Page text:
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Aims & Philosophy of the History Department

The History Department at QM seeks to help students understand the present day through a curriculum that incorporates some of the most important and fascinating events from British and world history.  The programme of study has been carefully designed to develop student understanding of the medieval, early modern and modern periods and thus ensure that students are equipped with a broad chronological sweep as well as familiarising them with the key concepts associated with each period.

At the same time, the department systematically develops the transferable skills that earn History its reputation as an academic and rigorous subject highly esteemed by employers and universities alike.  For example, students develop their ability to write analytically in extended pieces, handle evidence critically, research and present material about the past, articulate substantiated judgements about historical characters and events and assess the relative merits of different interpretations.

Finally, the department recognises the value that trips bring for students’ historical understanding and is proud to be offering a range of ambitious trips both in the UK and abroad in the coming years.

Overview of Key Stage 5 Curriculum

At Sixth Form, the choice of modules is closely aligned to the passions and subject specialisms of the teaching staff.  The department teaches the AQA Advanced Level in History, which features an important coursework component at A2 that develops student skills of research and independent learning.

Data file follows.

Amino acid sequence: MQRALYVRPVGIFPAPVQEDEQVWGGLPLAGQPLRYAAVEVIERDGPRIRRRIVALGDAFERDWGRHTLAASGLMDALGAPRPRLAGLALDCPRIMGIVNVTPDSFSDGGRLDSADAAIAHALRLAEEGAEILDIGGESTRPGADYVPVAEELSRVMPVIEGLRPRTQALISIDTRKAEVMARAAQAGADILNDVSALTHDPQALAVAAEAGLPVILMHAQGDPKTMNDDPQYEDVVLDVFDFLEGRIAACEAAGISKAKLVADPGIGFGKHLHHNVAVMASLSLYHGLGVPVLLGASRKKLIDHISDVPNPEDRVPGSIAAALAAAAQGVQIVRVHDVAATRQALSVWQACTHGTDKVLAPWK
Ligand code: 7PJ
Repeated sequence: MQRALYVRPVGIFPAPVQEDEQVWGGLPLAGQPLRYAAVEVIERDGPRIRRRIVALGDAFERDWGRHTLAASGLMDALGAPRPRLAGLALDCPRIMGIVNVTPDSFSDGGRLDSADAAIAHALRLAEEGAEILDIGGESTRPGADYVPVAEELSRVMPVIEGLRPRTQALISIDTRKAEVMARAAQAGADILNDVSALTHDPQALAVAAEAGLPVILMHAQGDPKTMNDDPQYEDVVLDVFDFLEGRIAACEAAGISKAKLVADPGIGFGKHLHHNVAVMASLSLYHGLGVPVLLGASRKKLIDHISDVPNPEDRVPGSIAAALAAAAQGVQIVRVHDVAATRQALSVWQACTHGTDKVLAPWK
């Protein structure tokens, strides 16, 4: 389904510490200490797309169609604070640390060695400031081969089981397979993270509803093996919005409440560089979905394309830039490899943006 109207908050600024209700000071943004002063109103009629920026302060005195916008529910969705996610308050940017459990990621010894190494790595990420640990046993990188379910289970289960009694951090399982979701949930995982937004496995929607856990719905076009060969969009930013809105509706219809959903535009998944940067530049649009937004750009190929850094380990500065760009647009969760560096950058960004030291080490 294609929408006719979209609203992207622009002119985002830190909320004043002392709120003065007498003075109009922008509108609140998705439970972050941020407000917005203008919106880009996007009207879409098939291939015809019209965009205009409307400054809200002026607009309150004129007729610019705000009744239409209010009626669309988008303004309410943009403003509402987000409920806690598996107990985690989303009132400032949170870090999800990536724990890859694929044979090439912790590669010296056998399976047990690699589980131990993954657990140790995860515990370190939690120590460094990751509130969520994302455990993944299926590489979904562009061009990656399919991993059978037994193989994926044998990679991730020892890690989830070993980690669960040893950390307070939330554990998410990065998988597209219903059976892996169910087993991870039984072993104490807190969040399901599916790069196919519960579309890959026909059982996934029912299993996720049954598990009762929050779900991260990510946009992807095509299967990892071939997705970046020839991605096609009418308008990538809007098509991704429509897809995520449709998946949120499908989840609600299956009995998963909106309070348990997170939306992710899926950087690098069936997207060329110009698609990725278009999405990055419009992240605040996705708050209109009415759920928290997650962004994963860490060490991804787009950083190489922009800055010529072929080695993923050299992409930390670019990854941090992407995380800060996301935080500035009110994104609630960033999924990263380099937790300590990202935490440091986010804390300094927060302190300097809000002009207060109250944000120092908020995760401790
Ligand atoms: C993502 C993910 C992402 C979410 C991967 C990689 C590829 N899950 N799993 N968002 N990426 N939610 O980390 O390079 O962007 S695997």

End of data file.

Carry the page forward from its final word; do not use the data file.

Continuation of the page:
At AS level students study the end of the Wars of the Roses and the establishment of the Tudor dynasty in a module that covers the period 1483-1529.  The second module at AS is an investigation of Hitler’s Third Reich in Germany 1933-45, which remains a stark warning of the dangers to any democracy in the light of economic crisis and charismatic demagogues.  At A2 students continue with the Early Modern period by studying the reigns of the later Tudors (1547-1603) and complete a coursework assignment on heresy in the medieval European Church.  The choice of modules deliberately reflects a broad chronological range as well as a balance of British and international history, as this is the best preparation for those who wish to study the subject at university.

In lessons teachers adopt an approach that makes use of a variety of challenging texts that progressively deepen and extend student learning, often beyond what is strictly needed for the exam.  Conscious of the leap required for study at university, the department seeks to develop skills of independent learning in a supportive fashion that helps to manage the transition from GCSE and prepare students for the next stage of their education.

What makes the department unique from those at other schools?

Mr Rollinson’s role as a committee member of the York Historical Association, enables QM to host an annual lecture by a distinguished historian.  Such visits give the girls a valuable insight not only into relevant topics for their exams, but also the process and passion that underpins the work of actual professional historians shaping debate in their fields.

To learn about the History Department curriculum
in other Key Stages please choose a link